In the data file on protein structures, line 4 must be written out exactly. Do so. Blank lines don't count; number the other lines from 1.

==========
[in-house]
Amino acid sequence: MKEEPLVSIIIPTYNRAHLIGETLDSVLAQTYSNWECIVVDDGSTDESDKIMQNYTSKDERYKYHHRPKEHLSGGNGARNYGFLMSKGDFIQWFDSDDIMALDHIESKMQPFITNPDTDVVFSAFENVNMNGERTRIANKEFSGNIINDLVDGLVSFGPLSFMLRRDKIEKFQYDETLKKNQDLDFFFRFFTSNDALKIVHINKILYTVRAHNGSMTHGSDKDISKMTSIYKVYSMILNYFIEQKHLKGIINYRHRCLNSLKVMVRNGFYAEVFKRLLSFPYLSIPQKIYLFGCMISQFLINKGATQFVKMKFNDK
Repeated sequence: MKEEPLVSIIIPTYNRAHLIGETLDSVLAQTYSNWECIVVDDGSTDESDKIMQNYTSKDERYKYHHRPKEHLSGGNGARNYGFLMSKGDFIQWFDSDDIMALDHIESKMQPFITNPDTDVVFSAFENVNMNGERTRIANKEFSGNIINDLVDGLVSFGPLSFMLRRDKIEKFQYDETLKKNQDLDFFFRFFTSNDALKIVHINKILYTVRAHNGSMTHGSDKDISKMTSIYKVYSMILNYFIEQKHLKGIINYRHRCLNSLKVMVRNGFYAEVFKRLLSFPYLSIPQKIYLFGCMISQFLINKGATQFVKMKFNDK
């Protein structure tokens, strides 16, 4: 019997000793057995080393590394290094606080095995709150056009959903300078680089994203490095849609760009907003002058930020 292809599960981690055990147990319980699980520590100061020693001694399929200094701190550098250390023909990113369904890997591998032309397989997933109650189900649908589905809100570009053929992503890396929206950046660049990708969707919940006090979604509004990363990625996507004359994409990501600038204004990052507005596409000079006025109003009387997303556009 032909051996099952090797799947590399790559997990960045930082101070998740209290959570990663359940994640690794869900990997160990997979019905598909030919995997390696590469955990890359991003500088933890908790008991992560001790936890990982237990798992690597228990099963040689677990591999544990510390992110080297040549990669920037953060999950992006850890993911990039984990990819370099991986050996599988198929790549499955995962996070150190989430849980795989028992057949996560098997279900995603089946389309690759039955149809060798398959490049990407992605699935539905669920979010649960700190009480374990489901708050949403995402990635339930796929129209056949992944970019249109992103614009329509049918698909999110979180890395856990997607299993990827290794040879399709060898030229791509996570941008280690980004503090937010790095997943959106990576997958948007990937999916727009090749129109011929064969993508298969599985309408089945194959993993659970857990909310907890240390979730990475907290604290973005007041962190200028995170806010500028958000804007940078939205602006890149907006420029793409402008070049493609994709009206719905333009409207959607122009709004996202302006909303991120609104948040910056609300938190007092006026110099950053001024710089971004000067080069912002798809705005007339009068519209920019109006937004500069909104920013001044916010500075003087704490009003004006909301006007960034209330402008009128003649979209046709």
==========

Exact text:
């Protein structure tokens, strides 16, 4: 019997000793057995080393590394290094606080095995709150056009959903300078680089994203490095849609760009907003002058930020 292809599960981690055990147990319980699980520590100061020693001694399929200094701190550098250390023909990113369904890997591998032309397989997933109650189900649908589905809100570009053929992503890396929206950046660049990708969707919940006090979604509004990363990625996507004359994409990501600038204004990052507005596409000079006025109003009387997303556009 032909051996099952090797799947590399790559997990960045930082101070998740209290959570990663359940994640690794869900990997160990997979019905598909030919995997390696590469955990890359991003500088933890908790008991992560001790936890990982237990798992690597228990099963040689677990591999544990510390992110080297040549990669920037953060999950992006850890993911990039984990990819370099991986050996599988198929790549499955995962996070150190989430849980795989028992057949996560098997279900995603089946389309690759039955149809060798398959490049990407992605699935539905669920979010649960700190009480374990489901708050949403995402990635339930796929129209056949992944970019249109992103614009329509049918698909999110979180890395856990997607299993990827290794040879399709060898030229791509996570941008280690980004503090937010790095997943959106990576997958948007990937999916727009090749129109011929064969993508298969599985309408089945194959993993659970857990909310907890240390979730990475907290604290973005007041962190200028995170806010500028958000804007940078939205602006890149907006420029793409402008070049493609994709009206719905333009409207959607122009709004996202302006909303991120609104948040910056609300938190007092006026110099950053001024710089971004000067080069912002798809705005007339009068519209920019109006937004500069909104920013001044916010500075003087704490009003004006909301006007960034209330402008009128003649979209046709």